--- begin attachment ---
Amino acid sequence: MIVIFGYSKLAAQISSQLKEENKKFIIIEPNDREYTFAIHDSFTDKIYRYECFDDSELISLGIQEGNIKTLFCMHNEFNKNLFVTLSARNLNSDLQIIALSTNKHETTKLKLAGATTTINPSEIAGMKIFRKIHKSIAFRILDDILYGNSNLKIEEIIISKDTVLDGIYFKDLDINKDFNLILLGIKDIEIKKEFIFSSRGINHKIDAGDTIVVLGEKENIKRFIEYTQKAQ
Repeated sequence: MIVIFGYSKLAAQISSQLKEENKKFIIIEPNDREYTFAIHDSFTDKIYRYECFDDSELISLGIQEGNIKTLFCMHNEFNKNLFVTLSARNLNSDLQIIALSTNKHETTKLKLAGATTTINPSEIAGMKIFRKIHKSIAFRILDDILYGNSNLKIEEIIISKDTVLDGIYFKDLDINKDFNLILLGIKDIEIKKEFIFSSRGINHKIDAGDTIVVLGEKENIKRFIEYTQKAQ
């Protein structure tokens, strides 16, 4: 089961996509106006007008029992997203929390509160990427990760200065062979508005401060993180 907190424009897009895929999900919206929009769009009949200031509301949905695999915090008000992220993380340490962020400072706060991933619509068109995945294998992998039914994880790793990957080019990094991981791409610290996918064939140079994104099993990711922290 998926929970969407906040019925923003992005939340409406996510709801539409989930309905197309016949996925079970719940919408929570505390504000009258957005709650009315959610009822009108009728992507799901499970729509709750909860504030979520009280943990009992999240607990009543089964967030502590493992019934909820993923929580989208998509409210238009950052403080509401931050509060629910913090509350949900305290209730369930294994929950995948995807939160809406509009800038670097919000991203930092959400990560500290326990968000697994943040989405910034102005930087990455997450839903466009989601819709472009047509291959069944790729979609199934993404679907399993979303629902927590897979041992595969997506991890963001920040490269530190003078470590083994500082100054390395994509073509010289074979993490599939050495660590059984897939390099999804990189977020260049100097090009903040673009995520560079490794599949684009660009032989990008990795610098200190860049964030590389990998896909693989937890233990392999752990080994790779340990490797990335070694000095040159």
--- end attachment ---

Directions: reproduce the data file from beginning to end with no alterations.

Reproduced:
Amino acid sequence: MIVIFGYSKLAAQISSQLKEENKKFIIIEPNDREYTFAIHDSFTDKIYRYECFDDSELISLGIQEGNIKTLFCMHNEFNKNLFVTLSARNLNSDLQIIALSTNKHETTKLKLAGATTTINPSEIAGMKIFRKIHKSIAFRILDDILYGNSNLKIEEIIISKDTVLDGIYFKDLDINKDFNLILLGIKDIEIKKEFIFSSRGINHKIDAGDTIVVLGEKENIKRFIEYTQKAQ
Repeated sequence: MIVIFGYSKLAAQISSQLKEENKKFIIIEPNDREYTFAIHDSFTDKIYRYECFDDSELISLGIQEGNIKTLFCMHNEFNKNLFVTLSARNLNSDLQIIALSTNKHETTKLKLAGATTTINPSEIAGMKIFRKIHKSIAFRILDDILYGNSNLKIEEIIISKDTVLDGIYFKDLDINKDFNLILLGIKDIEIKKEFIFSSRGINHKIDAGDTIVVLGEKENIKRFIEYTQKAQ
């Protein structure tokens, strides 16, 4: 089961996509106006007008029992997203929390509160990427990760200065062979508005401060993180 907190424009897009895929999900919206929009769009009949200031509301949905695999915090008000992220993380340490962020400072706060991933619509068109995945294998992998039914994880790793990957080019990094991981791409610290996918064939140079994104099993990711922290 998926929970969407906040019925923003992005939340409406996510709801539409989930309905197309016949996925079970719940919408929570505390504000009258957005709650009315959610009822009108009728992507799901499970729509709750909860504030979520009280943990009992999240607990009543089964967030502590493992019934909820993923929580989208998509409210238009950052403080509401931050509060629910913090509350949900305290209730369930294994929950995948995807939160809406509009800038670097919000991203930092959400990560500290326990968000697994943040989405910034102005930087990455997450839903466009989601819709472009047509291959069944790729979609199934993404679907399993979303629902927590897979041992595969997506991890963001920040490269530190003078470590083994500082100054390395994509073509010289074979993490599939050495660590059984897939390099999804990189977020260049100097090009903040673009995520560079490794599949684009660009032989990008990795610098200190860049964030590389990998896909693989937890233990392999752990080994790779340990490797990335070694000095040159």